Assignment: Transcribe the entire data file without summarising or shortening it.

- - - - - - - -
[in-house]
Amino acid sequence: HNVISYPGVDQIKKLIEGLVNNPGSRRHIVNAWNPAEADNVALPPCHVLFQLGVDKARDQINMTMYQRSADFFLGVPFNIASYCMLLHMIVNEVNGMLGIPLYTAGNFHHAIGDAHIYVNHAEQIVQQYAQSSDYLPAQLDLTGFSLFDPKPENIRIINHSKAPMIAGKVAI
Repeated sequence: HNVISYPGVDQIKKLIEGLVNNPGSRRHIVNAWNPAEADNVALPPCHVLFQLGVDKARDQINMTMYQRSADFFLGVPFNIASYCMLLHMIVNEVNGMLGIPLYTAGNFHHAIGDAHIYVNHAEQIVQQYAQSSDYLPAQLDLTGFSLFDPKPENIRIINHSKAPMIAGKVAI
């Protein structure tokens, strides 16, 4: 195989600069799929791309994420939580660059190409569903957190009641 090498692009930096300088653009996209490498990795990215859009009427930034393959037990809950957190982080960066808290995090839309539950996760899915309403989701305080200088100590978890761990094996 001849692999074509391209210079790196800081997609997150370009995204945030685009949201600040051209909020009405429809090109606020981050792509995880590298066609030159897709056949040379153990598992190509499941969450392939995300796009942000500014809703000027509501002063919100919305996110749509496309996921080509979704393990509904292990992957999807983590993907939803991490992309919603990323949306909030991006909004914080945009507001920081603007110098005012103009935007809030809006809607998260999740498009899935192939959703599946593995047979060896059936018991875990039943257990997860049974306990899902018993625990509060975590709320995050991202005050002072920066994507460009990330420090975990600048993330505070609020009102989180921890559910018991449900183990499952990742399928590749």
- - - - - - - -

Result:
[in-house]
Amino acid sequence: HNVISYPGVDQIKKLIEGLVNNPGSRRHIVNAWNPAEADNVALPPCHVLFQLGVDKARDQINMTMYQRSADFFLGVPFNIASYCMLLHMIVNEVNGMLGIPLYTAGNFHHAIGDAHIYVNHAEQIVQQYAQSSDYLPAQLDLTGFSLFDPKPENIRIINHSKAPMIAGKVAI
Repeated sequence: HNVISYPGVDQIKKLIEGLVNNPGSRRHIVNAWNPAEADNVALPPCHVLFQLGVDKARDQINMTMYQRSADFFLGVPFNIASYCMLLHMIVNEVNGMLGIPLYTAGNFHHAIGDAHIYVNHAEQIVQQYAQSSDYLPAQLDLTGFSLFDPKPENIRIINHSKAPMIAGKVAI
């Protein structure tokens, strides 16, 4: 195989600069799929791309994420939580660059190409569903957190009641 090498692009930096300088653009996209490498990795990215859009009427930034393959037990809950957190982080960066808290995090839309539950996760899915309403989701305080200088100590978890761990094996 001849692999074509391209210079790196800081997609997150370009995204945030685009949201600040051209909020009405429809090109606020981050792509995880590298066609030159897709056949040379153990598992190509499941969450392939995300796009942000500014809703000027509501002063919100919305996110749509496309996921080509979704393990509904292990992957999807983590993907939803991490992309919603990323949306909030991006909004914080945009507001920081603007110098005012103009935007809030809006809607998260999740498009899935192939959703599946593995047979060896059936018991875990039943257990997860049974306990899902018993625990509060975590709320995050991202005050002072920066994507460009990330420090975990600048993330505070609020009102989180921890559910018991449900183990499952990742399928590749």